The Bird (Miyavi) torments Louis "Louie" Zamperini (Jack O'Connell) in Unbroken.
Universal
By Daniel D'Addario
December 24, 2014

The Angelina Jolie-directed film Unbroken is generating buzz on the basis of its two outsized personas: Jolie’s, and the late Louis Zamperini (played onscreen by Jack O’Connell). The story of the Olympian-turned-prisoner of war became widely known when Laura Hillenbrand published her biography of him, which served as the source material for Jolie’s film; it’s a remarkable story of survival.

Jolie’s film takes some departures from what’s been documented, though none too dramatic. In general, where Jolie’s film diverges from history are in junctures that make the action more traditionally cinematic.

Here’s the breakdown of what’s true, false and somewhere in between:

As a young man, Louis Zamperini was a target for bullies who learned to defend himself.

Ruling: Sort of. On film, Zamperini is targeted by bullies and ends up on the ground, though his father later encourages him to defend himself; in real life, per Hillenbrand, Zamperini learned to fight back, leaving his classmates with “fat lips.” We also miss out on his later pastime of breaking into homes and outrunning the police; the film’s Zamperini is more of a misguided good kid than the book’s juvenile delinquent.

Zamperini got into running because his brother notices how good he is at running away from trouble.

Ruling: Not entirely. Jolie’s film leaves out that also he wanted to impress girls in school. Women, other than Zamperini’s mother, play no role in this film’s proscribed vision of the world.

Zamperini was a stunning standout at the Olympics.

Ruling: True. Zamperini placed eighth in the 5,000 meters at the 1936 Berlin Olympics, with an impressive 56-second final lap. It’s an artistic choice that the film omits Zamperini shaking an impressed Hitler’s hand, instead dwelling on just how amazing that final lap was.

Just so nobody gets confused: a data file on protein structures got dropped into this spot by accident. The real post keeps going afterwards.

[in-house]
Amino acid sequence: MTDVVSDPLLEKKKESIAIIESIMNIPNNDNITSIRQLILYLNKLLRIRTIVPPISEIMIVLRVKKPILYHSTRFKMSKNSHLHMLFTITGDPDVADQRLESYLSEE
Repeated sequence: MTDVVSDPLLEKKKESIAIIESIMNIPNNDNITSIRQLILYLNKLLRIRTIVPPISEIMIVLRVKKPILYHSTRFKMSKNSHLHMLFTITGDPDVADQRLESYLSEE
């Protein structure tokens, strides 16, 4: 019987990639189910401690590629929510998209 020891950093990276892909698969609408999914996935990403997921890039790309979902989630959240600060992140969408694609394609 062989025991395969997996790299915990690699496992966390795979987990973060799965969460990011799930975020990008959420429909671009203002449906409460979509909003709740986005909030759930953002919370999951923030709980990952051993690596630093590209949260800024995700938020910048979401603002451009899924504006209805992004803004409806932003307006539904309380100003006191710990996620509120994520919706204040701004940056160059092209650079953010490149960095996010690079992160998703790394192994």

After his plane was downed over the Pacific, Zamperini and his fellow survivors sustained themselves by eating albatrosses.

Ruling: True. And nauseating.

In Japanese P.O.W. camps, Zamperini’s main problem was the physical abuse he was taking, including getting repeatedly punched in the face.

Ruling: Hmm… The whole ordeal is awful, but Jolie tends to soften life for Zamperini, focusing on his relationship with a single guard rather than, say, his untreated beriberi. It’s a question of degree, but Zamperini seems to mostly have the malady of being treated poorly.

Zamperini talked to his fellow prisoners, including John Fitzgerald (Garrett Hedlund), in the cell block.

Ruling: False. Speaking amongst prisoners at Ofuna camp was strictly forbidden.

After his release from prison, Zamperini went on to carry the Olympic torch in Nagano in 1998 and to get married.

Ruling: True. But counting this is cheating: A series of titles onscreen list the facts about Zamperini’s later life.

Contact us at editors@time.com.

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